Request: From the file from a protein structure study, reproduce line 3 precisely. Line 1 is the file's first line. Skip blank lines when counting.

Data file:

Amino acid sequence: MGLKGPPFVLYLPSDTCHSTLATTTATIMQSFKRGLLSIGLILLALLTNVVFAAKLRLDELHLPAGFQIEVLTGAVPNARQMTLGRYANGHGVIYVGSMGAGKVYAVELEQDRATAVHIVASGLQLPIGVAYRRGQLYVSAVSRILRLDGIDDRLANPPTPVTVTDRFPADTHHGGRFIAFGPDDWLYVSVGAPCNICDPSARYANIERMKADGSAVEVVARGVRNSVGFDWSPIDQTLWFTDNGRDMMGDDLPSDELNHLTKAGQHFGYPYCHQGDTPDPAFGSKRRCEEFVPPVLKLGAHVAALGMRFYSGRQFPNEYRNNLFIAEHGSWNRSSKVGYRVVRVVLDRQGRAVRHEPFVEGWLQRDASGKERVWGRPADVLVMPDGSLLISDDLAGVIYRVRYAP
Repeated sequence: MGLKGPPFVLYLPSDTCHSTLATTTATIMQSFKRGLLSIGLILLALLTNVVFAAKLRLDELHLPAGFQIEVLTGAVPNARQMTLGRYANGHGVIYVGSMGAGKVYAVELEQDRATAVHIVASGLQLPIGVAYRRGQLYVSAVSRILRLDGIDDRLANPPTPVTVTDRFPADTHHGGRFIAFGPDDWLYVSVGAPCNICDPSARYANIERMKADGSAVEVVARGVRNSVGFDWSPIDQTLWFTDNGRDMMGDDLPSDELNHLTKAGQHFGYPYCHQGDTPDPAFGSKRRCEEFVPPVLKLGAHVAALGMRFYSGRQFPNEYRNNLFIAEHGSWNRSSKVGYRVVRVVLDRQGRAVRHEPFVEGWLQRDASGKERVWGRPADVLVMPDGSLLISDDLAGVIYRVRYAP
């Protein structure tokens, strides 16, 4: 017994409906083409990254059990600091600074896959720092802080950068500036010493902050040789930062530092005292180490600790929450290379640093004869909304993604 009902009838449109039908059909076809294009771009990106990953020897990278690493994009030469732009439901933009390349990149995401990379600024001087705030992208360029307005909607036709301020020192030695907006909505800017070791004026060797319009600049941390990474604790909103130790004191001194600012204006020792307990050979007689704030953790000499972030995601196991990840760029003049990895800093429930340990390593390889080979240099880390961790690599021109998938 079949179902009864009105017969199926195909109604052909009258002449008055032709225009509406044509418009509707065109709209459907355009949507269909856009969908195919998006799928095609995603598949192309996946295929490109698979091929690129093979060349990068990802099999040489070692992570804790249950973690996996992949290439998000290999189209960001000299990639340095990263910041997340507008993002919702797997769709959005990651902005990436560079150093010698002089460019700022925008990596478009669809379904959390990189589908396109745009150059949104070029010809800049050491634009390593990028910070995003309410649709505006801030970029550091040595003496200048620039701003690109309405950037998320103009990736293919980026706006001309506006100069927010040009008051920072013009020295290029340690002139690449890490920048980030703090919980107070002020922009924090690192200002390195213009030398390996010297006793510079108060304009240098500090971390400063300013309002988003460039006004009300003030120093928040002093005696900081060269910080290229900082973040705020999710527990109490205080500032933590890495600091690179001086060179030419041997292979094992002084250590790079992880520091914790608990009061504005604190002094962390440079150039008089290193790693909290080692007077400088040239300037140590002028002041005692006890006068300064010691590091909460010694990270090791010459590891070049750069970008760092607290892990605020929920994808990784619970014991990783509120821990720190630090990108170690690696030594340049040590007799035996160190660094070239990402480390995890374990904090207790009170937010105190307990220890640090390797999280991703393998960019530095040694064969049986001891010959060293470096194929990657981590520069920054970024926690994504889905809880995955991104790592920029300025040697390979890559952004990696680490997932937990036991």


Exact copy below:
């Protein structure tokens, strides 16, 4: 017994409906083409990254059990600091600074896959720092802080950068500036010493902050040789930062530092005292180490600790929450290379640093004869909304993604 009902009838449109039908059909076809294009771009990106990953020897990278690493994009030469732009439901933009390349990149995401990379600024001087705030992208360029307005909607036709301020020192030695907006909505800017070791004026060797319009600049941390990474604790909103130790004191001194600012204006020792307990050979007689704030953790000499972030995601196991990840760029003049990895800093429930340990390593390889080979240099880390961790690599021109998938 079949179902009864009105017969199926195909109604052909009258002449008055032709225009509406044509418009509707065109709209459907355009949507269909856009969908195919998006799928095609995603598949192309996946295929490109698979091929690129093979060349990068990802099999040489070692992570804790249950973690996996992949290439998000290999189209960001000299990639340095990263910041997340507008993002919702797997769709959005990651902005990436560079150093010698002089460019700022925008990596478009669809379904959390990189589908396109745009150059949104070029010809800049050491634009390593990028910070995003309410649709505006801030970029550091040595003496200048620039701003690109309405950037998320103009990736293919980026706006001309506006100069927010040009008051920072013009020295290029340690002139690449890490920048980030703090919980107070002020922009924090690192200002390195213009030398390996010297006793510079108060304009240098500090971390400063300013309002988003460039006004009300003030120093928040002093005696900081060269910080290229900082973040705020999710527990109490205080500032933590890495600091690179001086060179030419041997292979094992002084250590790079992880520091914790608990009061504005604190002094962390440079150039008089290193790693909290080692007077400088040239300037140590002028002041005692006890006068300064010691590091909460010694990270090791010459590891070049750069970008760092607290892990605020929920994808990784619970014991990783509120821990720190630090990108170690690696030594340049040590007799035996160190660094070239990402480390995890374990904090207790009170937010105190307990220890640090390797999280991703393998960019530095040694064969049986001891010959060293470096194929990657981590520069920054970024926690994504889905809880995955991104790592920029300025040697390979890559952004990696680490997932937990036991």